Blue Mountains News

Driving Safely Around the Blue Mountains

By Darren Cottingham
Archived 13 Feb 2015 - Posted: 13 Oct 2014
Great Western Highway, Blaxland.
Seeing the Blue Mountains on a self-drive holiday is an excellent way to get to the more difficult places, especially if you are interested in visiting sites which are a bit further away such as Yerranderie. Tourist drivers are welcome on our roads, but must know the road rules which are fairly uniform throughout Australia.

If you are hiring a car from Sydney the foothills of the Blue Mountains are around 50 minutes’ drive away. Check your rental car agreement to make sure you are not confined to metropolitan Sydney.

The Blue Mountains have a mix of smooth dual carriageways through to rough unsealed roads which will need four-wheel drive if poor weather. You may have restrictions on taking your rental car on unsealed roads, so check your destination details before you set out.

What to expect when driving

If you have only ever driven overseas Australia has a few road rules which will be unfamiliar to you – check out these free road rules quizzes used by many rental vehicle companies and learner drivers alike.

Australia is a beautiful country with distracting scenery, especially in places like the Blue Mountains. If you are the driver make sure you take frequent breaks to take the views in rather than be distracted from looking at the road.

As Australia is a long way from many other countries, you might be suffering a bit of jet lag, so take it easy out there.


You must carry your driver’s licence with you at all times when you are driving. All passengers must wear seat belts, and children up to the age of seven must be in an approved child restraint or booster seat (your rental car company should be able to provide these).

All our speed limits are marked in kilometres per hour and our distances are marked in kilometres. 100kph is 62mph.

We drive on the left like in the UK, New Zealand, India and Japan, and the steering wheel will be on the right of the car. While you are getting used to having most of your vehicle on your left take care not to run your left-hand wheels over the edge of the road. If you’re used to driving on the right, exiting one-way bridges can be confusing, too. Remember to keep left as you exit.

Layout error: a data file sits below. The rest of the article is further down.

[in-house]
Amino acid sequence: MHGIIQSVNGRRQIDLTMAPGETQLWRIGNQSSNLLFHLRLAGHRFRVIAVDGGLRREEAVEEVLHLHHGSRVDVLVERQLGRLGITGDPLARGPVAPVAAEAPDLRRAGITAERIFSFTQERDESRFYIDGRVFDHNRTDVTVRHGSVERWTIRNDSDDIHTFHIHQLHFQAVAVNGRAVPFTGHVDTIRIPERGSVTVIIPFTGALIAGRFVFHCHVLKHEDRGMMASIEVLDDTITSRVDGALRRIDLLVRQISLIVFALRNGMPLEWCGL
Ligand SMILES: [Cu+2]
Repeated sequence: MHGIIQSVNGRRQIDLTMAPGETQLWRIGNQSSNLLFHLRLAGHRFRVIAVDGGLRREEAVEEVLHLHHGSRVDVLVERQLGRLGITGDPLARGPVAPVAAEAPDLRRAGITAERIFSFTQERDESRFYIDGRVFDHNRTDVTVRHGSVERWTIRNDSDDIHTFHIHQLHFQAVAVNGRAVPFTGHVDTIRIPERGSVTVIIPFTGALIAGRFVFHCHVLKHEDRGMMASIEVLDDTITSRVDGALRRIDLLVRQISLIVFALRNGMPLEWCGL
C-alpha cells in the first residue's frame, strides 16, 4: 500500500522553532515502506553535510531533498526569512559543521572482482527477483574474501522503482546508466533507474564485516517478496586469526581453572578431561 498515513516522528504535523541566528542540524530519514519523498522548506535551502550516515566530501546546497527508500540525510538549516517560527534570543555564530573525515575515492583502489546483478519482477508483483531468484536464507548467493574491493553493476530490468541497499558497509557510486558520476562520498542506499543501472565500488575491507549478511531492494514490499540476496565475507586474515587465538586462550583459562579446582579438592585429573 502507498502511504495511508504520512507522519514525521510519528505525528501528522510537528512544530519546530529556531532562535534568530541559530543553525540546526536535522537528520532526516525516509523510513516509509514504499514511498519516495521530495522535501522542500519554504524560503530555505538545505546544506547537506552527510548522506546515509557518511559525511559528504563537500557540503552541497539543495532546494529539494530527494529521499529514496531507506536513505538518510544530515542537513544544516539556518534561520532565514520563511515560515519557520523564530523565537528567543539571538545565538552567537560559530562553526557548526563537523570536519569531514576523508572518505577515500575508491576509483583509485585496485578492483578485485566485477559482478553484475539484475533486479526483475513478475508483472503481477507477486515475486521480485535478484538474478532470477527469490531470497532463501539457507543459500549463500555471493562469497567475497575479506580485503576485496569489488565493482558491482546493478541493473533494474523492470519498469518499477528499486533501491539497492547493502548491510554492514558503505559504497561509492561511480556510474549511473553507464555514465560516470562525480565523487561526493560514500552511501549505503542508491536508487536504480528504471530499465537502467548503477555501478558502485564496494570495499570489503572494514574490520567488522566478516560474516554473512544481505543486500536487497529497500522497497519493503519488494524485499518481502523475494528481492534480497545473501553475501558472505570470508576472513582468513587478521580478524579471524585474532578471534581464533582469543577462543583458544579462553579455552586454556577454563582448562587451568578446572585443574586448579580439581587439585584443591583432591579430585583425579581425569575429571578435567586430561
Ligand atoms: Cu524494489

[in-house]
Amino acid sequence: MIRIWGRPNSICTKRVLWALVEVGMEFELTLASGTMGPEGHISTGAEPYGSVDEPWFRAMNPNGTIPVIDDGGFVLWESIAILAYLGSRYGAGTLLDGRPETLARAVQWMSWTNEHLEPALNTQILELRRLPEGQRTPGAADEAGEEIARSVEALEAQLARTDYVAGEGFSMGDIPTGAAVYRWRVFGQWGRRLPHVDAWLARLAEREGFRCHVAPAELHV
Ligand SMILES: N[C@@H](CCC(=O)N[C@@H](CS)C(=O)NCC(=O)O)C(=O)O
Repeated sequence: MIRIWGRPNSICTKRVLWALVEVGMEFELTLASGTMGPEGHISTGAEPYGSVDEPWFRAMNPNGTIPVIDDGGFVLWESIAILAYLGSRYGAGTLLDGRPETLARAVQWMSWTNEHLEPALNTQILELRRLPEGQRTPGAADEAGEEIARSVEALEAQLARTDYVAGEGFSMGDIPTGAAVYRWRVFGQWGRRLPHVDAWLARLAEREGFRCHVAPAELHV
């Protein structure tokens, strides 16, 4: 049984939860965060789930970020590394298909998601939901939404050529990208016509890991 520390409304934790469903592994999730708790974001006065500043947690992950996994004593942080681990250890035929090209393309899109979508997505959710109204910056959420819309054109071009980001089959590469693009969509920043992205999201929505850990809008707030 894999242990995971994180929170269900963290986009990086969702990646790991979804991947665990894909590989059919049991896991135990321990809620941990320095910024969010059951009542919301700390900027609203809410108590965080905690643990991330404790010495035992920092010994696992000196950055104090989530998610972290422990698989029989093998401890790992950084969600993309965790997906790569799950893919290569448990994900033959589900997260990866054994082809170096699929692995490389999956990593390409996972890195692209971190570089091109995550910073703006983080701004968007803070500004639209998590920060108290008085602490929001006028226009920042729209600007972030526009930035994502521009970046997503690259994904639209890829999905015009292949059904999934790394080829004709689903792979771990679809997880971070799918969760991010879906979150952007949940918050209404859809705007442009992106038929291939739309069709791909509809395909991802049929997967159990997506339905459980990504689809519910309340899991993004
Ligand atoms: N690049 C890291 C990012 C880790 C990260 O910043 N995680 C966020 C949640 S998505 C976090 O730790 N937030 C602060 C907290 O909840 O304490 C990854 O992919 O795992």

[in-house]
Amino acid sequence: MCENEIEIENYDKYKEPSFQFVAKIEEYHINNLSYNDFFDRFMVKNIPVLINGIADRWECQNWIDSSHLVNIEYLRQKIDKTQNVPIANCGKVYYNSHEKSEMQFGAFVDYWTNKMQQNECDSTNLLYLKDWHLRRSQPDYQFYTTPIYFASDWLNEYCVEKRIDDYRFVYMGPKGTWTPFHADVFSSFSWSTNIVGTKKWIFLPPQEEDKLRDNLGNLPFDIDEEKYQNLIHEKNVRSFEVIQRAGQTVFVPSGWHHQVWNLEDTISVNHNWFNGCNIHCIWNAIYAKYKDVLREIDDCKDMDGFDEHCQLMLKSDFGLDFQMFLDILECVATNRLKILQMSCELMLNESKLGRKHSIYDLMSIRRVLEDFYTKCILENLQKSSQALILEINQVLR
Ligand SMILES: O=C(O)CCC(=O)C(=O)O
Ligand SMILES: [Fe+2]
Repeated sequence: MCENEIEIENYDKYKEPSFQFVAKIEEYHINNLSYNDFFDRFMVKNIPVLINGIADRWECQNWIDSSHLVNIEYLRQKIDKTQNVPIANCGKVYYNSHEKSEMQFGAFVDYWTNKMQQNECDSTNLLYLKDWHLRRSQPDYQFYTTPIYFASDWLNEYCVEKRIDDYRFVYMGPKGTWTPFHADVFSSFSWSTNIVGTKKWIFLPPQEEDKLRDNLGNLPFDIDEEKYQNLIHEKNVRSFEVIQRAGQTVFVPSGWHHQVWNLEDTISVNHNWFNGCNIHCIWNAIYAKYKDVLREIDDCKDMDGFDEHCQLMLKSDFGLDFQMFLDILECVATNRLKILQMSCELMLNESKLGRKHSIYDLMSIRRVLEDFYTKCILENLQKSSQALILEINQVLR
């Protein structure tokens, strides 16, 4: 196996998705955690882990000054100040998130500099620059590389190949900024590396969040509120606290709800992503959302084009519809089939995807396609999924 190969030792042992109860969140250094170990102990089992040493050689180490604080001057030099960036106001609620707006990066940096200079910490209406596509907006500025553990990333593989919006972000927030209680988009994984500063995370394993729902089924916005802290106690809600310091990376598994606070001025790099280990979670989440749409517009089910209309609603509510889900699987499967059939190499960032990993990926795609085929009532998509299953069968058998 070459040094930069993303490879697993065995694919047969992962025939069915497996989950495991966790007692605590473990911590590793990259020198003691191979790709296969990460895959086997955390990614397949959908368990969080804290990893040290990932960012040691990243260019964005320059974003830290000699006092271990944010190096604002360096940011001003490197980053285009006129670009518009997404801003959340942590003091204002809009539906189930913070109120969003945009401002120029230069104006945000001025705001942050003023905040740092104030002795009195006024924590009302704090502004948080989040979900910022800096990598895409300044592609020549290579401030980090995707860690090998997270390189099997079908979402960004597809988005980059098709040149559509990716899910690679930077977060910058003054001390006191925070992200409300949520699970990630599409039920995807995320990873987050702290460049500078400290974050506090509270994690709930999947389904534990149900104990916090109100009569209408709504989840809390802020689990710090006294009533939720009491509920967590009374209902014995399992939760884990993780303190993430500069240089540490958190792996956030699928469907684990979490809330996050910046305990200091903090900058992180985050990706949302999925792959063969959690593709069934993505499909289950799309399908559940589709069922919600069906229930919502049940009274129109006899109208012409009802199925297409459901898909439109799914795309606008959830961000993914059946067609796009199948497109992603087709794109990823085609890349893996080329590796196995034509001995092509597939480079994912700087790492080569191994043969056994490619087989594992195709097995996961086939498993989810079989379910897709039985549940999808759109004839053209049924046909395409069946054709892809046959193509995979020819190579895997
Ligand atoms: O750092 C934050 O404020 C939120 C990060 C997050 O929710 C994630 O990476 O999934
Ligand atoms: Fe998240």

On a roundabout (a ‘turning circle’ if you are from North America), you give way to traffic from the right and use the roundabout in a clockwise direction. Our roundabout rules are very simple: if you’re turning left, indicate left and stay in the left lane; if you’re going straight ahead, choose any lane that has a straight ahead arrow and just after you’ve passed the exit before the one you want to take, indicate left; if you’re turning right, approach the roundabout in the right-hand lane while indicating right, then indicate left just after the exit before the one you want to take.

At intersections (junctions), give way to traffic coming from straight ahead (if you are turning across its path) or from the right. There is no such thing as a 4-way stop like in North America; the give way rules define who has right-of-way. If you are waiting at a stop sign, though, you have least priority.

The blood alcohol limit is 0.05%, but it’s much safer for the driver not to drink as the roads and environment will be unfamiliar.

Drivers from the UK will find it odd that you can overtake on the left on a motorway or dual carriageway.

Signs and road markings

The majority of our signage is based on international conventions, but there are some variations.

Unlike in New Zealand and the UK, we have a dashed yellow line for a clearway (an area where you are not allowed to park) which is operational at certain times of the day, and a solid yellow line that means no parking.

There is no free turn on a red light like there is in North America unless there is a sign specifically stating that you can (usually only after stopping).

Pedestrian crossings are marked with a zigzag line in the middle of the road leading up to the crossing.

A continuous yellow line in the centre of the road (on your side) means that you must not overtake.

Large animals

In most places in Australia you should be cautious of kangaroos, especially at dusk when they are very active and can jump out in front of your car. A 50-60kg kangaroo can cause a lot of damage. Other large animals to watch out for are emus and domesticated cattle. The Blue Mountains are home to around 400 different types of animals and some of them are uncommon or even endangered, so keep your speed down. If you see an animal on the road at night, your full beam headlights will be blinding it and it will find it difficult to escape. Slow down, turn your headlights onto dipped beam or your sidelights only and sound your horn. This should frighten it off into the bush.

Enjoying driving around the Blue Mountains

The Greater Blue Mountains Drive is a loop with 18 discovery trails that covers 1200km of roads. They are suitable for day trips through to extended journeys; you could spend the best part of three weeks covering it all.

There’s plenty to do on any of the routes including hiking, horse riding, bird watching, galleries, cafes, gardens, rock climbing, caves, cycling and mountain biking, glow worms and vineyards. Check out our comprehensive list of things to do in the Blue Mountains on this page.

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